The brief argued that ICWA safeguards the constitutional rights at stake in child welfare proceedings for Indian children, including protecting families from unwarranted state intervention and preserving the constitutional right to family integrity. The brief further argued that ICWA aligns with state courts’ efforts to serve the best interests of Indian children and provides critical information and support to state courts.
Our brief argued that preserving the privilege of child welfare records is essential to the core functions of the dependency system, including DHS’s legal obligation to provide adequate mental health care to the children in its custody. We further argued that Oregon's privilege law provides vital protection for families facing DHS involvement, a function that is crucial given the fundamental liberty interests at stake in dependency proceedings, the high potential for harm to children and parents caused by system involvement, and the disproportionate impact of the system on communities of color.
In an important win the Pennsylvania Supreme Court held that “a minor’s refusal to confess to an act for which he or she might be criminally prosecuted as an adult may not be considered when deciding whether to certify a case for transfer between juvenile and adult court.”
The brief argued that Mr. Aston's sentence is unconstitutional under Miller v. Alabama, as he could not have been sentenced to anything less severe than life without parole. The brief further argued that the U.S. Supreme Court’s recent decision in Jones v. Mississippi does not affect the unconstitutionality of Mr. Aston’s natural life sentence under Miller and does not reflect a change in controlling law.
Our brief argued that because adolescents are uniquely vulnerable when plea bargaining, their decisions should not waive their ability to challenge the underlying transfer. We further argued that limiting the right to appeal an underlying probable cause determination will disproportionately impact Black youth, who are more likely to be transferred to the adult criminal system.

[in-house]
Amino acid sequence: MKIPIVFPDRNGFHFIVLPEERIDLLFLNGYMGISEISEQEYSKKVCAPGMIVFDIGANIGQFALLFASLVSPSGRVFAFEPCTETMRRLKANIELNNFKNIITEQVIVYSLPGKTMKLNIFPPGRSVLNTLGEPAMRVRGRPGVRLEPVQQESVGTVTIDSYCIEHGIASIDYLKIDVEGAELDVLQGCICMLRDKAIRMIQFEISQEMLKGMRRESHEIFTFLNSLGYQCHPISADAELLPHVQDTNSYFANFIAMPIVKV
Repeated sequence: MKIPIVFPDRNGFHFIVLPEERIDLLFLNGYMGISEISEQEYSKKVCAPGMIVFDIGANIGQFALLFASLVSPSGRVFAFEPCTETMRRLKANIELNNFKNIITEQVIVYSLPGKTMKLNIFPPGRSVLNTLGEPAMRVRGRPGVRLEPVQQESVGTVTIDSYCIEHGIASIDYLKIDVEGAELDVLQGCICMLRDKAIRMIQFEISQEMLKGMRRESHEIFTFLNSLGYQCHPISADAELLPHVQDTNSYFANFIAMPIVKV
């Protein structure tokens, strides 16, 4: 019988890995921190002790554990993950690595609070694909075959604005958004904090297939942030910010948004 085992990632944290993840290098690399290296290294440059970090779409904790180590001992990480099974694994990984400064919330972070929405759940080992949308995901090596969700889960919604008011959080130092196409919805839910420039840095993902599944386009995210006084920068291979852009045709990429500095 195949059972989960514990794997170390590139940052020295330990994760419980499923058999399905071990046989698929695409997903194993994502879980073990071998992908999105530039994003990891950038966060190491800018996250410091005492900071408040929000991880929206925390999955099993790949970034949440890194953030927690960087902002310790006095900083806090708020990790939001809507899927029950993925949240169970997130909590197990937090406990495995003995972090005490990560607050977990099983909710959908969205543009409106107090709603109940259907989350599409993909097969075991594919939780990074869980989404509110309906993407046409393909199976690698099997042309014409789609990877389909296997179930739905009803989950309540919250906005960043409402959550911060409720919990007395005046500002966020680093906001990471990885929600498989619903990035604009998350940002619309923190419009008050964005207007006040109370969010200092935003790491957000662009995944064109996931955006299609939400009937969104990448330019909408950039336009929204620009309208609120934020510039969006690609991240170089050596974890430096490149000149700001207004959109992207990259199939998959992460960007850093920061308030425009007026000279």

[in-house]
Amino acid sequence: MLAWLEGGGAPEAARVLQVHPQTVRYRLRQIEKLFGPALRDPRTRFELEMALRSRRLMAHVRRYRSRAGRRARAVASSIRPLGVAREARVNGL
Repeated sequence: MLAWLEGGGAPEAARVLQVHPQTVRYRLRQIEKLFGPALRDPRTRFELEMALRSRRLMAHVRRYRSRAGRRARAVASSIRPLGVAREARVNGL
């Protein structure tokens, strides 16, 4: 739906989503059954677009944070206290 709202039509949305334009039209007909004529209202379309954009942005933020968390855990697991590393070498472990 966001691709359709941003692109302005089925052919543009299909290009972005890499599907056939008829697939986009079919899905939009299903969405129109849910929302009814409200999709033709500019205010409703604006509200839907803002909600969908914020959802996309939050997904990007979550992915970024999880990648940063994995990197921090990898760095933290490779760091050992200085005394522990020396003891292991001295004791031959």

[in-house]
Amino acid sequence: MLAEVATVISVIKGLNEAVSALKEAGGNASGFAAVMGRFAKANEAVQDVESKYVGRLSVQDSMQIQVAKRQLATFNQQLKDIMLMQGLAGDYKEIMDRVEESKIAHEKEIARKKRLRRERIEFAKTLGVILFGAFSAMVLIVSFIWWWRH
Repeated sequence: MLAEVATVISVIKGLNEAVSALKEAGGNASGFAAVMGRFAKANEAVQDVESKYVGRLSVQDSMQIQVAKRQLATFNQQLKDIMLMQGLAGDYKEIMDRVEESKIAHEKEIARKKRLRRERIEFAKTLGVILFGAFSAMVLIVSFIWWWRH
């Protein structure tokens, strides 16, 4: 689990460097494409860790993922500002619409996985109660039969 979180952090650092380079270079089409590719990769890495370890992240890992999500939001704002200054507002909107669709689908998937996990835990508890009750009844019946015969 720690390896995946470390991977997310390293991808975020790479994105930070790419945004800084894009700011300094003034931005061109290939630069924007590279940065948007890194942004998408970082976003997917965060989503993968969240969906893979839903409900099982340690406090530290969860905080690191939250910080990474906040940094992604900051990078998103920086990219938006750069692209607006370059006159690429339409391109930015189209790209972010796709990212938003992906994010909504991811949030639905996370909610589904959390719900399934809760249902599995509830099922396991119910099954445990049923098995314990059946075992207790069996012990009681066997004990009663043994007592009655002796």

We argued that Jamie’s prior counsel failed to represent her effectively during her decertification proceeding. Among other failures, Jamie’s prior counsel failed to investigate, develop, or present to the court the substantial evidence demonstrating that Jamie was highly amenable to treatment in the juvenile system, including evidence of the emotionally and physically abusive nature of her relationship. The petition further argued that Jamie’s guilty plea was not knowing or voluntary due to her prior counsel’s errors during the guilty plea and sentencing process.
The brief argued that children in foster care desperately need their financial benefits, and that the law does not pose any obstacles to them receiving benefits. The brief further argued that OCS’s policy violates equal protection under the Alaska Constitution, and that plaintiffs are entitled to restitution.
The brief emphasized the significant harms that increased deductions cause to incarcerated people and their families, including that many incarcerated individuals lose the ability to pay for basic living needs. The brief also highlighted unique challenges the deductions would pose for young people, given their lack of access to economic resources.
Our letter argued that Ms. Morrison’s attorney failed to present mitigating evidence of her youthfulness and the abusive nature of her relationship during the sentencing phase of her case, despite U.S. Supreme Court precedent and American Bar Association standards that asserted the mitigating value of such evidence.
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